Sen. Osmeña: PH may suffer if money laundering is proven

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Metro Manila (CNN Philippines) — Sen. Serge Osmeña has warned that Filipinos will suffer if the country lands in the blacklist of the Financial Action Task Force on Anti-Money Laundering.

This comes after the country's financial regulators detected $100 million in illicit funds that have entered the Philippine banking system.

Osmeña explained that international financial institutions will thoroughly check the money going in and out of the country.

"Kapag dumating tayo sa blacklist, malilintikan tayo sapagkat lahat ng mga bangko natin, hindi na makaka-transact soon sa New York at sa London," explained Osmeña, who chairs the Senate Committee on Banks, Financial Institutions and Currencies.

[Translation: "If we reach the blacklist, we will be at a loss because our banks will not be able to transact with their counterparts in New York and London."]

As a result, Philippine banks might pay higher transaction costs when dealing with foreign banks. This might affect overseas Filipino workers' remittances, which might be targeted for costly scrutiny.  It might also lead to greater difficulty for Philippine consumers to to buy imported items online using their credit cards.

"It's going to make life harder for everybody. Your credit cards probably will not be honored by international banking institutions," Osmeña said.

The Anti-Money Laundering Council is conducting an investigation, but refuses to divulge further details.

"It is the policy of the Anti-Money Laundering Council (AMLC) to maintain confidentiality in any and all of its on-going investigations. Rest assured that the AMLC is fully committed to combating money laundering and helping preserve the integrity of the financial system pursuant to its legal mandate," it said.

The report revealed that China-based hackers hit money in some banks in Bangladesh. They then sold the money to the black market and deposited funds in several banks in Makati.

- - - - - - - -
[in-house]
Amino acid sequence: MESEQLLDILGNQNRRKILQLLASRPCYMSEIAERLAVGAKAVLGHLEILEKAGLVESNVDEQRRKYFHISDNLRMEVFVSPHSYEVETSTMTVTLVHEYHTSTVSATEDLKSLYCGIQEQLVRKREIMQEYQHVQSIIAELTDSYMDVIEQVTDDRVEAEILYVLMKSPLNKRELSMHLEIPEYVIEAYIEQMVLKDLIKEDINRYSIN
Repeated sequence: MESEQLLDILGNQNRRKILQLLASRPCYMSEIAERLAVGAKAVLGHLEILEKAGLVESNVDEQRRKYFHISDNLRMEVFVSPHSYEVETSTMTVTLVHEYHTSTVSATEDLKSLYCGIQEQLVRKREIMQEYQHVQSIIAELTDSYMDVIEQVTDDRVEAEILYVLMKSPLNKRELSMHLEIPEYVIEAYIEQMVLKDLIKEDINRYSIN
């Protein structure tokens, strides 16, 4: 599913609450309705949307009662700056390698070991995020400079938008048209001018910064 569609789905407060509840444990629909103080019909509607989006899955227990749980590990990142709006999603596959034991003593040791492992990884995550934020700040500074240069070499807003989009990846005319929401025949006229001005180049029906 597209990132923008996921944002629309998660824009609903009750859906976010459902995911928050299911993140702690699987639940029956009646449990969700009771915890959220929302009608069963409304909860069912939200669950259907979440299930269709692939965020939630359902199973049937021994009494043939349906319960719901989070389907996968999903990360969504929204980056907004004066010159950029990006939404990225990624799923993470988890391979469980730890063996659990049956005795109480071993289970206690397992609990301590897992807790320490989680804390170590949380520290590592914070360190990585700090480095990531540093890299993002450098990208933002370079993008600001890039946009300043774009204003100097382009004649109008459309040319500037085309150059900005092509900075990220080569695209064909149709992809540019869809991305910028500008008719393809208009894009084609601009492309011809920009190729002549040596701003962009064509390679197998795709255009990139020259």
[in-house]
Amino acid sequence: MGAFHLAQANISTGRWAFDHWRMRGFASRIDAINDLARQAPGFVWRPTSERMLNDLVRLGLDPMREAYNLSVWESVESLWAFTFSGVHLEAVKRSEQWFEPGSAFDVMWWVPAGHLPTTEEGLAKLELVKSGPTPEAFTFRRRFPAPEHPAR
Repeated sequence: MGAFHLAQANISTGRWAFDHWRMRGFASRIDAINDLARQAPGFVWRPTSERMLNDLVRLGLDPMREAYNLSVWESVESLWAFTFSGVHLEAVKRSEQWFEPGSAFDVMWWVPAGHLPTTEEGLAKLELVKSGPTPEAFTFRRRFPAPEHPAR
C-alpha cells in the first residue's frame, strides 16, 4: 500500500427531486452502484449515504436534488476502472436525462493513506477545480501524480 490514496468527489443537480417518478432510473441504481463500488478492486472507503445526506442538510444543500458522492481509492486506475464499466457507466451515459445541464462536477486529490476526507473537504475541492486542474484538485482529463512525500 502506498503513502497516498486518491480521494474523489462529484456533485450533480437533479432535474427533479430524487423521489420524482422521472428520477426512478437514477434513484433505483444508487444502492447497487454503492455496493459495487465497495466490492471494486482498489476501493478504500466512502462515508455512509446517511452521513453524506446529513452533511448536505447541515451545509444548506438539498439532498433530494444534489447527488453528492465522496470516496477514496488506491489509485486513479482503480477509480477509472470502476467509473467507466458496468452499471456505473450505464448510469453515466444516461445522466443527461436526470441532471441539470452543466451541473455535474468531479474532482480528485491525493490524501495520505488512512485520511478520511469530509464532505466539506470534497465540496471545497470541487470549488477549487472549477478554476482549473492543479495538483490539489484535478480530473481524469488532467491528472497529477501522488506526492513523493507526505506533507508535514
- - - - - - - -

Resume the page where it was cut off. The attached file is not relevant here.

High net worth gamblers from Macau allegedly used the money to play in local casinos, and then moved the funds out of the Philippines in just a few days.

The Bureau of Internal Revenue (BIR) wants to initiate an investigation, but their hands are tied.

"Eh diba, hindi kami pwedeng makipagusap sa AMLC? Pingabawalan kami so anong role namin?" asked BIR commissioner Kim Henares.

[Translation: "We are not allowed to talk to the ALMC."]

"Ngayon ang AMLA (Anti-Money Laundering Act) pag nagfile na ng kaso at naging public document na yan, pwedeng naming reviewhin, tingnan namin," she added.

[Translation: "Based on the Anti-Money Laundering Act, if a case is filed and the document becomes public, we can review and look at it."]

The palace is open for amendments to the AMLA, such as including casinos to scrutiny.

"The Anti-Money Laundering Council is expected to act decisively on possible violations of the Anti-Money Laundering Act of 2001 (AMLA) that are detrimental to the country. It is important to ensure the integrity of financial and banking transactions and to thwart illegal activities that are channelled through the country's financial system. If there are perceived weaknesses, the AMLC should initiate reintroduction of amendments to the AMLA," said Communications Secretary Sonny Coloma.

Osmeña said the exclusion of casinos in the law served as a loophole for criminals.

"We don't want to develop a reputation that the Philippines is a rogue country as far as money laundering activity is concerned."

He is optimistic the country's bank secrecy laws will be eased by the next administration.

Meanwhile, the Philippine Amusement and Gaming Corp. (PAGCOR) launched its own probe and is now seeking the comments of involved casinos.

"PAGCOR has launched its own inquiry regarding the news that came out yesterday. The agency has already written the two licensees and Midas Hotel and casino to comment on the news article. We shall await for their reply," said Maricar Bautista, Assistant Vice President, of PAGCOR's Corporate Communications Department.